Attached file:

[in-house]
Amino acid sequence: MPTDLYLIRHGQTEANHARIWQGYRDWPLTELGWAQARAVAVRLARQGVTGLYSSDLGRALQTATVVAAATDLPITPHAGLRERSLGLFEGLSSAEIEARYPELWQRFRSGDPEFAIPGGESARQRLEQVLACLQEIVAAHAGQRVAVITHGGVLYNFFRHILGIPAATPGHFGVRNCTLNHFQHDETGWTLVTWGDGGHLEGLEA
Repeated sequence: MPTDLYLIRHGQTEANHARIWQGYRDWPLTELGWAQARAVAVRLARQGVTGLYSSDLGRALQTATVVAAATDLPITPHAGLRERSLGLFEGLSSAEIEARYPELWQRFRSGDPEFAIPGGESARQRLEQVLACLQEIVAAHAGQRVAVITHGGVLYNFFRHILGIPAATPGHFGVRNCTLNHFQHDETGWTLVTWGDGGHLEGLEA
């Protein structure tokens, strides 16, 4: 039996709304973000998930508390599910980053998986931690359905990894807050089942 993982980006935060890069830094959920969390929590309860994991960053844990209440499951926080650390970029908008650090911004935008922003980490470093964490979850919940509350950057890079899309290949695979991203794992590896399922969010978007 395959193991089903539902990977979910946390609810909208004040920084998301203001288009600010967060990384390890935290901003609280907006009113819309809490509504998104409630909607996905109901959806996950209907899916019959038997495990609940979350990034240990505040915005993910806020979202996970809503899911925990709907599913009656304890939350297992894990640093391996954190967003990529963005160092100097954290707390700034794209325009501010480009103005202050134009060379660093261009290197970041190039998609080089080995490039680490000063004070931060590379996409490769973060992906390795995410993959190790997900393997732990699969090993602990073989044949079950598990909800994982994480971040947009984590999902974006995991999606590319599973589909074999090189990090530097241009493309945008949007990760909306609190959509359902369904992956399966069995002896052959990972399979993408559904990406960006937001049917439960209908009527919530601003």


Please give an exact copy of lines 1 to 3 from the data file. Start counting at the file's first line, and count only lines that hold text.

[in-house]
Amino acid sequence: MPTDLYLIRHGQTEANHARIWQGYRDWPLTELGWAQARAVAVRLARQGVTGLYSSDLGRALQTATVVAAATDLPITPHAGLRERSLGLFEGLSSAEIEARYPELWQRFRSGDPEFAIPGGESARQRLEQVLACLQEIVAAHAGQRVAVITHGGVLYNFFRHILGIPAATPGHFGVRNCTLNHFQHDETGWTLVTWGDGGHLEGLEA
Repeated sequence: MPTDLYLIRHGQTEANHARIWQGYRDWPLTELGWAQARAVAVRLARQGVTGLYSSDLGRALQTATVVAAATDLPITPHAGLRERSLGLFEGLSSAEIEARYPELWQRFRSGDPEFAIPGGESARQRLEQVLACLQEIVAAHAGQRVAVITHGGVLYNFFRHILGIPAATPGHFGVRNCTLNHFQHDETGWTLVTWGDGGHLEGLEA